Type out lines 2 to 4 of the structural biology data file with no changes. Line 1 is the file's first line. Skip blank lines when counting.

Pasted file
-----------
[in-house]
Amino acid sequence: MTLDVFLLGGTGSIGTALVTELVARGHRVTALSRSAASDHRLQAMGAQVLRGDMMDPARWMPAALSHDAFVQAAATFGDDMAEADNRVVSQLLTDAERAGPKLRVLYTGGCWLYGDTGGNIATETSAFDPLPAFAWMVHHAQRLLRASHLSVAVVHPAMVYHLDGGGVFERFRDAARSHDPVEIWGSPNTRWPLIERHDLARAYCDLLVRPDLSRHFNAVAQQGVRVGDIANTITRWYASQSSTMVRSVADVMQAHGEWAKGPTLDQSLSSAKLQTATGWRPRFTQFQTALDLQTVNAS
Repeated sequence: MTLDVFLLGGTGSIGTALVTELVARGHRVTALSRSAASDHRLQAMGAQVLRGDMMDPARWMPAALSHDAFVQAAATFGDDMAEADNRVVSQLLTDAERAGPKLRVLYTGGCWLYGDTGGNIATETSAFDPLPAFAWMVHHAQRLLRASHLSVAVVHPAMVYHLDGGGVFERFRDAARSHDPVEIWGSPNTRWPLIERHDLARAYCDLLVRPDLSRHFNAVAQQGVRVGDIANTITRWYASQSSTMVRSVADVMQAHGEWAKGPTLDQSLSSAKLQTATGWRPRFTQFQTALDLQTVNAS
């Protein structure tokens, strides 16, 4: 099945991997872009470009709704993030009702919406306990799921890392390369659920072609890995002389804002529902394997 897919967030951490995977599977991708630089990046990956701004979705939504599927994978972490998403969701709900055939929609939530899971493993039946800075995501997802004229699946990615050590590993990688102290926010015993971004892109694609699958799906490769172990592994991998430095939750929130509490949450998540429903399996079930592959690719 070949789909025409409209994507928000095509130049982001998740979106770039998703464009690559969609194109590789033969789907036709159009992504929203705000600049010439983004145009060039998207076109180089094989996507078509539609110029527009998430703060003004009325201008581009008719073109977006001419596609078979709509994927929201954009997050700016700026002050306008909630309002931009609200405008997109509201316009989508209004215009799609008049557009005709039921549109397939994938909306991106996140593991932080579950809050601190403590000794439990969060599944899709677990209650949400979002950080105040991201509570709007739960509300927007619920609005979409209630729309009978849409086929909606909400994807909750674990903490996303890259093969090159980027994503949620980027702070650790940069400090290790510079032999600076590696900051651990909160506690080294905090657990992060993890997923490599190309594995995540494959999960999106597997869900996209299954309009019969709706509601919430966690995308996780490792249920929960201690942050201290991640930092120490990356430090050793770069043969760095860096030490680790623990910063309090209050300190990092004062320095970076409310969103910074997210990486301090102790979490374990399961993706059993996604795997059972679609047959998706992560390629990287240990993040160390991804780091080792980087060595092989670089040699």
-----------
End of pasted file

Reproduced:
Amino acid sequence: MTLDVFLLGGTGSIGTALVTELVARGHRVTALSRSAASDHRLQAMGAQVLRGDMMDPARWMPAALSHDAFVQAAATFGDDMAEADNRVVSQLLTDAERAGPKLRVLYTGGCWLYGDTGGNIATETSAFDPLPAFAWMVHHAQRLLRASHLSVAVVHPAMVYHLDGGGVFERFRDAARSHDPVEIWGSPNTRWPLIERHDLARAYCDLLVRPDLSRHFNAVAQQGVRVGDIANTITRWYASQSSTMVRSVADVMQAHGEWAKGPTLDQSLSSAKLQTATGWRPRFTQFQTALDLQTVNAS
Repeated sequence: MTLDVFLLGGTGSIGTALVTELVARGHRVTALSRSAASDHRLQAMGAQVLRGDMMDPARWMPAALSHDAFVQAAATFGDDMAEADNRVVSQLLTDAERAGPKLRVLYTGGCWLYGDTGGNIATETSAFDPLPAFAWMVHHAQRLLRASHLSVAVVHPAMVYHLDGGGVFERFRDAARSHDPVEIWGSPNTRWPLIERHDLARAYCDLLVRPDLSRHFNAVAQQGVRVGDIANTITRWYASQSSTMVRSVADVMQAHGEWAKGPTLDQSLSSAKLQTATGWRPRFTQFQTALDLQTVNAS
């Protein structure tokens, strides 16, 4: 099945991997872009470009709704993030009702919406306990799921890392390369659920072609890995002389804002529902394997 897919967030951490995977599977991708630089990046990956701004979705939504599927994978972490998403969701709900055939929609939530899971493993039946800075995501997802004229699946990615050590590993990688102290926010015993971004892109694609699958799906490769172990592994991998430095939750929130509490949450998540429903399996079930592959690719 070949789909025409409209994507928000095509130049982001998740979106770039998703464009690559969609194109590789033969789907036709159009992504929203705000600049010439983004145009060039998207076109180089094989996507078509539609110029527009998430703060003004009325201008581009008719073109977006001419596609078979709509994927929201954009997050700016700026002050306008909630309002931009609200405008997109509201316009989508209004215009799609008049557009005709039921549109397939994938909306991106996140593991932080579950809050601190403590000794439990969060599944899709677990209650949400979002950080105040991201509570709007739960509300927007619920609005979409209630729309009978849409086929909606909400994807909750674990903490996303890259093969090159980027994503949620980027702070650790940069400090290790510079032999600076590696900051651990909160506690080294905090657990992060993890997923490599190309594995995540494959999960999106597997869900996209299954309009019969709706509601919430966690995308996780490792249920929960201690942050201290991640930092120490990356430090050793770069043969760095860096030490680790623990910063309090209050300190990092004062320095970076409310969103910074997210990486301090102790979490374990399961993706059993996604795997059972679609047959998706992560390629990287240990993040160390991804780091080792980087060595092989670089040699």